(1/983) The posterior nasal nerve plays an important role on cardiopulmonary reflexes to nasal application of capsaicin, distilled water and l-menthol in anesthetized dogs.

The sensory innervation of the cardiopulmonary reflexes to nasal application of capsaicin (CAPS), distilled water (DW) and l-menthol (LM) was studied in anesthetized dogs breathing through tracheostomy. A marked cardiopulmonary reflex was observed by CAPS and DW into the nasal cavity, while a prolongation of expiration was induced by LM. All these reflexes were significantly decreased by bilateral section of the posterior nasal nerve (PNN) and completely abolished by topical nasal anesthesia with lidocaine. Responses of the whole nerve activity of the PNN to these substances corresponded to the magnitude of the reflexes. These results indicate that PNN afferents play an important role on the reflex elicitation of the noxious, water and cold stimuli from the nasal cavity.  (+info)

(2/983) Nasal nitric oxide concentration in paranasal sinus inflammatory diseases.

In normal upper airways, nitric oxide is generated by the paranasal sinus epithelium and then diffuses into the nasal cavities. This study examined whether or not nasal NO concentration is affected by paranasal sinus inflammatory diseases. The influence of obstruction (nasal polyposis) and/or inflammation (allergy or chronic sinusitis) of the paranasal sinuses on nasal NO concentration was evaluated in nasal allergic (n=7 patients) or nonallergic (n=20) polyposis, nonallergic chronic sinusitis (n=10) and Kartagener's syndrome (n=6) and compared with control subjects (n=42). A score of alteration of the paranasal sinus (number of altered and occluded sinuses) was determined by a computed tomography scan. The nasal NO concentration in nasal nonallergic polyposis (150+/-20 parts per billion (ppb)) was significantly decreased compared with both controls (223+/-6 ppb, p=0.01) and polyposis with allergy (272+/-28 ppb, p<0.0001). In each group, the nasal NO concentration was inversely correlated with the extent of tomodensitometric alteration of the paranasal sinuses. In Kartagener's syndrome, the nasal NO concentration (14+/-2 ppb) was drastically decreased compared with all other groups, despite the presence of open paranasal sinuses. Thus, the nasal NO concentration in patients with nasal polyposis appeared to be dependent on both the allergic status and the degree of obstruction of the paranasal sinuses.  (+info)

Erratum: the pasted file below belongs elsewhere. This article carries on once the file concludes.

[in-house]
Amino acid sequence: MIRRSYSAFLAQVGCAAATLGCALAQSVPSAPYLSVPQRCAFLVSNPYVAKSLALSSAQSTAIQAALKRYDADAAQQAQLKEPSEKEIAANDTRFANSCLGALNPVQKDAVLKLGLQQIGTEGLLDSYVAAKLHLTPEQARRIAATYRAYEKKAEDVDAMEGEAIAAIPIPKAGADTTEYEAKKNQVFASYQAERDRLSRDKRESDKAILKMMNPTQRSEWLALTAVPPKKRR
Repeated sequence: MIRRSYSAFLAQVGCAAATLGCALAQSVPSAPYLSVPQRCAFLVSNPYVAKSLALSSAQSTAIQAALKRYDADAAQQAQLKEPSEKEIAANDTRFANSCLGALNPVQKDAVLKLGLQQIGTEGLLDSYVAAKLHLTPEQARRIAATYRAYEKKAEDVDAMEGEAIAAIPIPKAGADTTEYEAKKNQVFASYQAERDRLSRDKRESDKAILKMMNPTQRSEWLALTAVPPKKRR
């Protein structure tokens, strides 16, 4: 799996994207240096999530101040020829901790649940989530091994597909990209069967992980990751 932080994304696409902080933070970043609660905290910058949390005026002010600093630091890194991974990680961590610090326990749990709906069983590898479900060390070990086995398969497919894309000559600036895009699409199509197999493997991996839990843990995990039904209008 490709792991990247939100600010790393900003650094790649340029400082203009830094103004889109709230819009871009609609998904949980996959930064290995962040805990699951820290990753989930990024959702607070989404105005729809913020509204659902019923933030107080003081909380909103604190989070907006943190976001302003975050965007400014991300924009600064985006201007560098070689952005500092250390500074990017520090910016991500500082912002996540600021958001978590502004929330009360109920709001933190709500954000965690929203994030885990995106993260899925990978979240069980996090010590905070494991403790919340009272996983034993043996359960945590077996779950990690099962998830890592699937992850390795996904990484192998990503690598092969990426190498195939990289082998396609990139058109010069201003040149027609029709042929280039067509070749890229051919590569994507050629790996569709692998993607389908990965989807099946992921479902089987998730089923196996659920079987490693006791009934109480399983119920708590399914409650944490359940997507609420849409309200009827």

(3/983) Salivary contribution to exhaled nitric oxide.

Dietary and metabolic nitrate is distributed from the blood to the saliva by active uptake in the salivary glands, and is reduced to nitrite in the oral cavity by the action of certain bacteria. Since it has been reported that nitric oxide may be formed nonenzymatically from nitrite this study aimed to determine whether salivary nitrite could influence measurements of exhaled NO. Ten healthy subjects fasted overnight and ingested 400 mg potassium nitrate, equivalent to approximately 200 g spinach. Exhaled NO and nasal NO were regularly measured with a chemiluminescence technique up to 3 h after the ingestion. Measurements of exhaled NO were performed with a single-breath procedure, standardized to a 20-s exhalation, at a flow of 0.15 L x s(-1), and oral pressure of 8-10 cmH2O. Values of NO were registered as NO release rate (pmol x s(-1)) during the plateau of exhalation. Exhaled NO increased steadily over time after nitrate load and a maximum was seen at 120 min (77.0+/-15.2 versus 31.2+/-3.0 pmol x s(-1), p<0.01), whereas no increase was detected in nasal NO levels. Salivary nitrite concentrations increased in parallel; at 120 min there was a four-fold increase compared with baseline (1.56+/-0.44 versus 0.37+/-0.09 mM, p<0.05). The nitrite-reducing conditions in the oral cavity were also manipulated by the use of different mouthwash procedures. The antibacterial agent chlorhexidine acetate (0.2%) decreased NO release by almost 50% (p<0.01) 90 min after nitrate loading and reduced the preload control levels by close to 30% (p<0.05). Sodium bicarbonate (10%) also reduced exhaled NO levels, but to a somewhat lesser extent than chlorhexidine acetate. In conclusion, salivary nitric oxide formation contributes to nitric oxide in exhaled air and a large intake of nitrate-rich foods before the investigation might be misinterpreted as an elevated inflammatory activity in the airways. This potential source of error and the means for avoiding it should be considered in the development of a future standardized method for measurements of exhaled nitric oxide.  (+info)

(4/983) Protection against influenza virus infection of mice fed Bifidobacterium breve YIT4064.